Darwin Community Legal Service

Hardship variation to a loan

If you are having difficulty making repayments on a loan (for example a credit card or mortgage) because of illness, unemployment or another good reason, you may be able to ask the credit provider for a hardship variation.

Hardship variation

A hardship variation results in changes to the terms of a loan contract. A credit provider is a business that loans a person money. Who can apply for a hardship variation You can apply for a hardship variation if:

  • you entered into a loan between the 1st of July 2010 and the 28th of February 2013 and the loan amount was less than $500,000; or
  • you entered into a loan on or after the 1st of March 2013.

If you entered into a loan before the 1st of July 2010, you can only apply for a hardship variation if the loan amount was below a certain amount, known as a threshold. You can contact the Australian Securities and Investment Commission (‘ASIC’) or search ASIC’s Moneysmart website to find out the threshold amount that applies to you.

How to apply for a hardship variation

You can ask a credit provider for a hardship variation verbally, but it is a good idea to put your request in writing. This is called giving a hardship notice. You should do this as soon as you realise you are having difficulties making repayments.

What to ask for

  • It is a good idea to explain to the credit provider why you are having difficulty making repayments, and the type of change to the contract you are seeking.
  • This might be asking for:
  • the term of the loan to be extended, allowing you to make smaller repayments; or
  • the term of the loan to be extended and repayments suspended (delayed) for a
  • period of time, for example three months; or
  • repayments to be suspended for a period of time without extending the term of the loan; or
  • any combination of the above.

 

It is important that you are able to meet the changes to the contract that you suggest and agree to.

When the credit provider can ask for more information

The credit provider can ask you for more information to help them decide whether you are not able to make your repayments, or how to change the contract. You may be asked to provide a statement of financial affairs setting out your income, expenses, and any assets or property you own. You need to provide the information within 21 days of being asked.

The decision

The credit provider must tell you in writing whether or not they agree to change the terms of your contract. The credit provider must inform you of their decision:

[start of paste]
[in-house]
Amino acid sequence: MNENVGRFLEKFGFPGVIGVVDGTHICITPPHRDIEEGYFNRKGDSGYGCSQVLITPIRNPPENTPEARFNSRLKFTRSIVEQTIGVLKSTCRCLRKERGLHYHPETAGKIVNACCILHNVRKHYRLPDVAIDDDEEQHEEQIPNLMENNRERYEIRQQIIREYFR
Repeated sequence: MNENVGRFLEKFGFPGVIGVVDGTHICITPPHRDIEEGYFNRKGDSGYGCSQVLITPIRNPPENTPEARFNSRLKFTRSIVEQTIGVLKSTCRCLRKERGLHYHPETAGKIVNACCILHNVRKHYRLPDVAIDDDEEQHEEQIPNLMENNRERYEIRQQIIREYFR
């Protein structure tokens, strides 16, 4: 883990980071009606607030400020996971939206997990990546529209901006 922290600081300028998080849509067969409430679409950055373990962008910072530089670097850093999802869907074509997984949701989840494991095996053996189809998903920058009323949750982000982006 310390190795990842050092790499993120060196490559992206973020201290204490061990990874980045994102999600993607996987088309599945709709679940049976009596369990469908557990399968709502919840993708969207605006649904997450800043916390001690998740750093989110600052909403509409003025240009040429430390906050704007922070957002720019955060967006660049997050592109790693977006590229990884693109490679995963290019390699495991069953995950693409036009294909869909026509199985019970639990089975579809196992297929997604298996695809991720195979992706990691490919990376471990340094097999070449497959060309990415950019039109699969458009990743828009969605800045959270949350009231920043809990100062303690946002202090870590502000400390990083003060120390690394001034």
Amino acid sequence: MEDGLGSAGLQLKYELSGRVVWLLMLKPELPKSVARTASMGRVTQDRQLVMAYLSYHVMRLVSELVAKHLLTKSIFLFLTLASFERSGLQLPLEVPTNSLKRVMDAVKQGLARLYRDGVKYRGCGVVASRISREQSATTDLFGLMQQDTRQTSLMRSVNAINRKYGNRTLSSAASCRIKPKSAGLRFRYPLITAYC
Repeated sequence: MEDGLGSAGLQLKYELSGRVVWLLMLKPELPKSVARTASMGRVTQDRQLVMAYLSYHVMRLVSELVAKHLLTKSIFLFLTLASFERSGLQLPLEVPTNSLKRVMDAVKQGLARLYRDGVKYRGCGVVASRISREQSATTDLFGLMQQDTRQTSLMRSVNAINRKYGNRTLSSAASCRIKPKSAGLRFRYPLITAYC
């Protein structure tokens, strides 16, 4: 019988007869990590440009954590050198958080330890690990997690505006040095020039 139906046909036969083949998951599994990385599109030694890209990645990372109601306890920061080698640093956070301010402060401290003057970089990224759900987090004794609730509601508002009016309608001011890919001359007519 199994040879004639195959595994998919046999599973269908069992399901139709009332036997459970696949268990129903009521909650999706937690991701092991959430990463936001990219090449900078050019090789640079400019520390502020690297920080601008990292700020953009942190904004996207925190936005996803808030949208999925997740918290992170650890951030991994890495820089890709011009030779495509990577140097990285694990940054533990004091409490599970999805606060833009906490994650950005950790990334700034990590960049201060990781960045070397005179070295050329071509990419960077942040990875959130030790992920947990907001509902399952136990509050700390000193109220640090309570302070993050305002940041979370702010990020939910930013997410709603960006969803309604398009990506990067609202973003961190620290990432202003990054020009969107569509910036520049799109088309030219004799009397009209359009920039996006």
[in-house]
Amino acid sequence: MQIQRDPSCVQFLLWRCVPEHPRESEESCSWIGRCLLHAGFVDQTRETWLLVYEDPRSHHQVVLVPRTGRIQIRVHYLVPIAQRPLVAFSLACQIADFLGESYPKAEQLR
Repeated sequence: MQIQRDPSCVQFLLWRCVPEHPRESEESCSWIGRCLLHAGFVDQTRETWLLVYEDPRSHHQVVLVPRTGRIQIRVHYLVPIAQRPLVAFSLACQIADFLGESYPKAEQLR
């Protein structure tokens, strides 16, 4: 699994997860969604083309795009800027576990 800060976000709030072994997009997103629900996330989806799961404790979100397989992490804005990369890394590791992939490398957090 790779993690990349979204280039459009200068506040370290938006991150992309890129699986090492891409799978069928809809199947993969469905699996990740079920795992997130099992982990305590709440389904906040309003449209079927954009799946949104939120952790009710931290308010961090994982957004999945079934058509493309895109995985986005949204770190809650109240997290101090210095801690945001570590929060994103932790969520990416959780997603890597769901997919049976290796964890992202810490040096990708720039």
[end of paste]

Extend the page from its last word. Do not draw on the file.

• within 21 days of receiving the hardship notice if you were not asked to provide further information; or
  • if you were asked to provide further information, within 21 days of receiving the additional information you supplied.

The credit provider does not need to agree to change the contract if they do not think there is a good reason that you are unable to make the repayments, or where you would not be able to make the repayments even if the contract was changed.

If the credit provider agrees

If the credit provider agrees to change the contract, in most cases they must give you a written statement within 30 days of agreeing to the change, setting out what the changes are.

If the credit provider does not agree

If the credit provider does not agree to change the contract, they must provide you with reasons and give you with the details of an external dispute resolution service you can complain to. You can also apply to a court to have the terms of the contract changed.

Useful contacts

Darwin Community Legal Service

Phone: (08) 8982 1111

Freecall: 1800 812 953

 

Australian Securities and Investments Commission

Freecall: 1300 300 630

Website: www.moneysmart.gov.au

 

Somerville (Financial Counselling)

Phone: (08) 8920 4100

Freecall: 1800 007 007

 

Darwin Community Legal Service 2015: Non-profit community groups have permission to reproduce parts of this publication as long as the original meaning is retained and proper credit is given to DCLS, as the publisher.

Disclaimer: The information contained in this publication is a guide to the law in the Northern Territory. It is not a substitute for legal advice. You should talk to a lawyer about your particular legal issue. The information contained in this factsheet is current as at September 2014.